“Since the earliest times, man has collected shells for food, for adornment, for domestic utensils and for their beauty.” Lady Helen Blackburn (1918–2005).
As part of the background work for the development of a new environmental history gallery, we’ve been searching the Museum’s holdings for collections that will help illustrate some of the themes we hope to explore. The Lady Helen Blackburn collection features more than five hundred seashells from Australian beaches, reefs and islands, making it a perfect fit for a gallery on environmental history. The significance of this collection, however, resides not just in its breadth and the beauty of the shells themselves, but in the stories it tells of how, where and by whom they were collected, and the insights it offers into a truly remarkable Australian woman: Lady Helen Blackburn. Continue reading
The landscape of Central Australia has attracted millions of visitors since the area was opened to tourism, most notably following the extension of the railway line to Alice Springs in 1929. Where the local Aboriginal communities were displaced and banned, they are now leading conversations about land management and tourism. The watercolour paintings of celebrated Western Arrarnta artist Albert Namatjira have transported generations of Australians into his country, west of Alice Springs across the West MacDonnell Ranges, and today Namatjira’s descendants and kin continue to use their art to create opportunities and keep their culture strong.
These stories are being remembered and shared in a new exhibit about Ntaria (Hermannsburg), as part of the Landmarks gallery at the National Museum of Australia, from 28 July 2016.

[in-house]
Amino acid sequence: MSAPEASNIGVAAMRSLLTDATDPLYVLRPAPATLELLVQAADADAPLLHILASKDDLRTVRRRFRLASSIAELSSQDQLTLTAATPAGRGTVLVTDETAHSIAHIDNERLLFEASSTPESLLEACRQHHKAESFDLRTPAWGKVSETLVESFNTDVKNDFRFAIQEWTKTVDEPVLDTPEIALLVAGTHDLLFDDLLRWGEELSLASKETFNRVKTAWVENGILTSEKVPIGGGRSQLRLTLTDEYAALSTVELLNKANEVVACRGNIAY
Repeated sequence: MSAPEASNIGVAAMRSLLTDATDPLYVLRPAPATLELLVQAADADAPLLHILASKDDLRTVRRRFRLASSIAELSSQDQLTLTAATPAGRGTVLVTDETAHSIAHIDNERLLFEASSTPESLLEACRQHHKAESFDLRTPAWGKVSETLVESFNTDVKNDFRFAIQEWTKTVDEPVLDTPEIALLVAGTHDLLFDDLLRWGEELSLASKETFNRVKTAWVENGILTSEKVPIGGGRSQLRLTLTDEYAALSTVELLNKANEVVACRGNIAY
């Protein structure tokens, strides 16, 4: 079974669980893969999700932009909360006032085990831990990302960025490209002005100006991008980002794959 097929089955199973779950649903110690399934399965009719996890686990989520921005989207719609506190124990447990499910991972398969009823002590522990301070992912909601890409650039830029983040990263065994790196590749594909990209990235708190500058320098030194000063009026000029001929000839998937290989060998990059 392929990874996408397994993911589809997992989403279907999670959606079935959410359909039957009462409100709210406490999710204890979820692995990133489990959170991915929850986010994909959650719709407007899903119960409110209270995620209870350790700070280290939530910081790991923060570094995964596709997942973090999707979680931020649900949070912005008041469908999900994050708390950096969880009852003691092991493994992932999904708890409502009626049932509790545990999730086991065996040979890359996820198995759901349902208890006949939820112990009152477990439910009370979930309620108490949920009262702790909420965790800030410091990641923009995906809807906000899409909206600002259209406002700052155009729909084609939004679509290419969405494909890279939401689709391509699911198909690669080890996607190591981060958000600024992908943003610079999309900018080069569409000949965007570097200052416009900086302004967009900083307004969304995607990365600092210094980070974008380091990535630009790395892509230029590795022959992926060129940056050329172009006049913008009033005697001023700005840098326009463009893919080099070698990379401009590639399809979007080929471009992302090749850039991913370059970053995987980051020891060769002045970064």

Museum and gallery curators have not been served well by popular representations of their craft. There are two primary archetypes. The first is an introverted, nerdy, lab coat-wearing boffin who prowls corridors of specimens, guarding them with singular and obsessive diligence. The second is a hyper-extrovert who petulantly and arrogantly pursues the realisation of their unimpeachable curatorial vision. Continue reading
The Museum acquired this triptych, Hunting Party (Barbeque Area), by Julie Gough in late 2014. The artwork was purchased along with an accompanying short film titled Hunting Ground incorporating Barbeque Area. Contemporary artworks like these challenge visitors to understand history from a different point of view, that of the artist’s perspective. Continue reading
The first thing I noticed about the Jockey Club Museum of Climate Change was the noise. When I arrived, a class of school students had just been released from formal proceedings for some “unstructured time” in the exhibition space, which prompted laughter, squealing and generally excitable tones from otherwise impeccably behaved students. My host and one of the creators of the museum, Dr Matthew Pang, paused at the cacophony. “That is my favorite sound to hear in the Museum…It always brings a smile to my face”. Continue reading